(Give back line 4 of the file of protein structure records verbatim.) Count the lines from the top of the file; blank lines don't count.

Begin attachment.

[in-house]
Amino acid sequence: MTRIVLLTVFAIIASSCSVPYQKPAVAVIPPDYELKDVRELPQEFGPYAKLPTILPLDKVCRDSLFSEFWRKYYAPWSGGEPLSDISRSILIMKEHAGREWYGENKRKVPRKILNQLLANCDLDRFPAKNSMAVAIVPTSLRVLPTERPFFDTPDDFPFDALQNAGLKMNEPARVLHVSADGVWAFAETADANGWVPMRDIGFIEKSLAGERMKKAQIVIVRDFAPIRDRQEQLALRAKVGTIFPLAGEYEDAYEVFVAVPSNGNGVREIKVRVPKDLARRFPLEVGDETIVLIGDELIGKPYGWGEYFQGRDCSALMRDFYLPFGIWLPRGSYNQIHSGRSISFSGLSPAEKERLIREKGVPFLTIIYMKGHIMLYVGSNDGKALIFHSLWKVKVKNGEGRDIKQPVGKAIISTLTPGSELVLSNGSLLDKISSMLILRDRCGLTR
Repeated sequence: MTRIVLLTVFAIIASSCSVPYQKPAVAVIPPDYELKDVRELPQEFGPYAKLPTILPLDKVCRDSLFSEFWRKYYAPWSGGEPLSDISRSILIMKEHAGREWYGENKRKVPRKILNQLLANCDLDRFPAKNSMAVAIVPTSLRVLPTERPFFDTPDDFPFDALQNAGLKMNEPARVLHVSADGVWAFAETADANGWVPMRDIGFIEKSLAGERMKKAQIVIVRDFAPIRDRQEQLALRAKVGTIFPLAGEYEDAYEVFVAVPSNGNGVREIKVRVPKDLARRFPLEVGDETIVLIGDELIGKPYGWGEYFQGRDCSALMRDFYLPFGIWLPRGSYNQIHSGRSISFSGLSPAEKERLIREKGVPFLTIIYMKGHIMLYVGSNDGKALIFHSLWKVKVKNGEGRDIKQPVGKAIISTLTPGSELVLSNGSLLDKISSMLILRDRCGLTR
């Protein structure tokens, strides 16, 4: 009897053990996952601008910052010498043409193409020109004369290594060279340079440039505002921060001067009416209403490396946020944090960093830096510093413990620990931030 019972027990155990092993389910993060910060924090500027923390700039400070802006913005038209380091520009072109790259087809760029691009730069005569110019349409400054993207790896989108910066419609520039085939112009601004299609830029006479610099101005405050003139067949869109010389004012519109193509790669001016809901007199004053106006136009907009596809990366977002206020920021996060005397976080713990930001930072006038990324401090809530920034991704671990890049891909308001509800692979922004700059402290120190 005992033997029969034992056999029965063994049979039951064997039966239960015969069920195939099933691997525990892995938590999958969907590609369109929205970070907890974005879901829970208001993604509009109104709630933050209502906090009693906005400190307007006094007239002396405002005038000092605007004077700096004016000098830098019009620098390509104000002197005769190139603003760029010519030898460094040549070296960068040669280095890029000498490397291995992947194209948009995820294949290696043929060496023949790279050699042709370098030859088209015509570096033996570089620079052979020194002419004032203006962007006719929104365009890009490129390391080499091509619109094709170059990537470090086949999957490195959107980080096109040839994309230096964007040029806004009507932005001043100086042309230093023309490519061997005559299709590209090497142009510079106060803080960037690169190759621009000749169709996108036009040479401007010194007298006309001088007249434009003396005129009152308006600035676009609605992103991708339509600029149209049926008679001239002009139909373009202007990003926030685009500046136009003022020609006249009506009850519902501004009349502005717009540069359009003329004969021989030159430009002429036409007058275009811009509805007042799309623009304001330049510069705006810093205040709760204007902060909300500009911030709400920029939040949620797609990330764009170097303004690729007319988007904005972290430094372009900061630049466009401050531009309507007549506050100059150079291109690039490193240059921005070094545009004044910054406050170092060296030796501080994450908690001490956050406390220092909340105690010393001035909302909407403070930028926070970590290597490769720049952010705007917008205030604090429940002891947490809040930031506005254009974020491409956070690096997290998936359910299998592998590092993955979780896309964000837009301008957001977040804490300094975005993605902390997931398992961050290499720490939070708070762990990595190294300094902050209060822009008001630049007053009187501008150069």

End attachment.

């Protein structure tokens, strides 16, 4: 009897053990996952601008910052010498043409193409020109004369290594060279340079440039505002921060001067009416209403490396946020944090960093830096510093413990620990931030 019972027990155990092993389910993060910060924090500027923390700039400070802006913005038209380091520009072109790259087809760029691009730069005569110019349409400054993207790896989108910066419609520039085939112009601004299609830029006479610099101005405050003139067949869109010389004012519109193509790669001016809901007199004053106006136009907009596809990366977002206020920021996060005397976080713990930001930072006038990324401090809530920034991704671990890049891909308001509800692979922004700059402290120190 005992033997029969034992056999029965063994049979039951064997039966239960015969069920195939099933691997525990892995938590999958969907590609369109929205970070907890974005879901829970208001993604509009109104709630933050209502906090009693906005400190307007006094007239002396405002005038000092605007004077700096004016000098830098019009620098390509104000002197005769190139603003760029010519030898460094040549070296960068040669280095890029000498490397291995992947194209948009995820294949290696043929060496023949790279050699042709370098030859088209015509570096033996570089620079052979020194002419004032203006962007006719929104365009890009490129390391080499091509619109094709170059990537470090086949999957490195959107980080096109040839994309230096964007040029806004009507932005001043100086042309230093023309490519061997005559299709590209090497142009510079106060803080960037690169190759621009000749169709996108036009040479401007010194007298006309001088007249434009003396005129009152308006600035676009609605992103991708339509600029149209049926008679001239002009139909373009202007990003926030685009500046136009003022020609006249009506009850519902501004009349502005717009540069359009003329004969021989030159430009002429036409007058275009811009509805007042799309623009304001330049510069705006810093205040709760204007902060909300500009911030709400920029939040949620797609990330764009170097303004690729007319988007904005972290430094372009900061630049466009401050531009309507007549506050100059150079291109690039490193240059921005070094545009004044910054406050170092060296030796501080994450908690001490956050406390220092909340105690010393001035909302909407403070930028926070970590290597490769720049952010705007917008205030604090429940002891947490809040930031506005254009974020491409956070690096997290998936359910299998592998590092993955979780896309964000837009301008957001977040804490300094975005993605902390997931398992961050290499720490939070708070762990990595190294300094902050209060822009008001630049007053009187501008150069």